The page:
Energy-saving light bulbs are a great way to reduce your carbon footprint and save money on electricity bills. But what do you do when they burn out? Recycling energy-saving bulbs is the best way to dispose of them, but it can be confusing to know how to do it properly. In this article, we'll explore the different types of energy-saving bulbs, how to recycle them, and where to find local recycling centers. The most common types of energy-saving bulbs are Compact Fluorescent Lamps (CFLs), Light Emitting Diodes (LEDs), and Halogen bulbs.
CFLs and LEDs are the most energy-efficient and cost-effective options, while Halogen bulbs are the least efficient. Each type of bulb is recycled differently, so it's important to know which type you have before disposing of it.
CFLs: If your state or local environmental regulatory agency allows you to discard used or broken CFLs in regular household waste, seal the bulb in a plastic bag and place it in the outdoor trash for the next normal garbage collection. Alternatively, many recycling centers accept CFLs for recycling.
LEDs: The first step in the recycling process is to send the LED bulbs through a shredder, which breaks their components. The individual pieces of glass and metal are then processed using magnetic separators or classifiers, depending on the installation.
The metal components of LED lights are the most valuable, so that's what most LED light recyclers are looking to save.
Halogen Bulbs: Most recyclers do not accept incandescent bulbs because the energy needed to recycle them is not worth the material recovered. Including a halogen bulb in the glass recycling bin could ruin an entire batch of recyclable glass materials. Households can also contact the solid waste management authority in their city or county to determine if there are household hazardous waste collection facilities or events in their community where hazardous waste lamps are collected, or to contact local lamp recyclers to see if they accept lamps from homes. Many communities don't accept these bulbs in their recycling program, which means that most people throw away burnt bulbs in the trash, by default. In fact, some types of light bulbs must be recycled when they are thrown away, as they filter chemicals harmful to the environment into soil and groundwater.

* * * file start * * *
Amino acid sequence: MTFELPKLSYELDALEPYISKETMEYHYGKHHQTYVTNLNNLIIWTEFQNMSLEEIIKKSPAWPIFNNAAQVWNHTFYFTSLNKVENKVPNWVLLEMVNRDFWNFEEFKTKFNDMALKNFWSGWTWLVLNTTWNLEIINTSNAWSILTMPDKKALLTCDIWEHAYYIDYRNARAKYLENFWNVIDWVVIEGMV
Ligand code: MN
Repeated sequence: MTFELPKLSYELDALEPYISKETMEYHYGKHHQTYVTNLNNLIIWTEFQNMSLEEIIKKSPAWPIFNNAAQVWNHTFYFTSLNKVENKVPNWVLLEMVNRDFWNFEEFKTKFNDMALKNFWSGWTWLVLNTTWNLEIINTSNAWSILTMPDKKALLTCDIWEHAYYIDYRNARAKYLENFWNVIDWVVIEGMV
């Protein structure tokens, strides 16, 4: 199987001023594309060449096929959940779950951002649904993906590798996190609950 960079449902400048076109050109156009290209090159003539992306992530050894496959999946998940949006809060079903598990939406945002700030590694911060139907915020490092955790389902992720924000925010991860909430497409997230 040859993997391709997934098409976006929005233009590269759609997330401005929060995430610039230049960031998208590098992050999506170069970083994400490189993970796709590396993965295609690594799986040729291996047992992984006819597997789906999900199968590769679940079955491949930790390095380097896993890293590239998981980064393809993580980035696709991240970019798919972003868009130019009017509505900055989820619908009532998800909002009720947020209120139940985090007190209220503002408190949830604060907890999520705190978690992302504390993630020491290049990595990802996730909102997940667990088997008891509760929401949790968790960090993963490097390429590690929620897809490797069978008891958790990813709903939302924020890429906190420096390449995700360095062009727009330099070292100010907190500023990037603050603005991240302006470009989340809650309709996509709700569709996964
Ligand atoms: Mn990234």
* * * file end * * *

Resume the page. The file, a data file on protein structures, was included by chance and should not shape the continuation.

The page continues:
Many municipalities recommend throwing halogen bulbs in the trash instead of recycling them. Recycling instructions vary from place to place, so check with local recycling and waste collection offices (see the list of deposits at the end of this publication). Although halogen bulbs are mostly made of glass, you can't put them in the glass recycling bin. Most energy-saving light bulbs are accepted at major recycling centers. Residents can find their nearest recycling center by visiting Recycling Near You.
Publicly traded recyclers and companies that manage mercury-containing lamps are in no way backed by the DEC and are only offered as a courtesy to the public. If you're looking for local recycling facilities or information on regulations specific to your country, go directly to the list at the bottom of this post. For city-specific information on how to properly dispose of light bulbs, visit the Recycle Coach home page and type in the city or municipality where you live. Many retailers in Canada have recycling programs that accept burnt out light bulbs.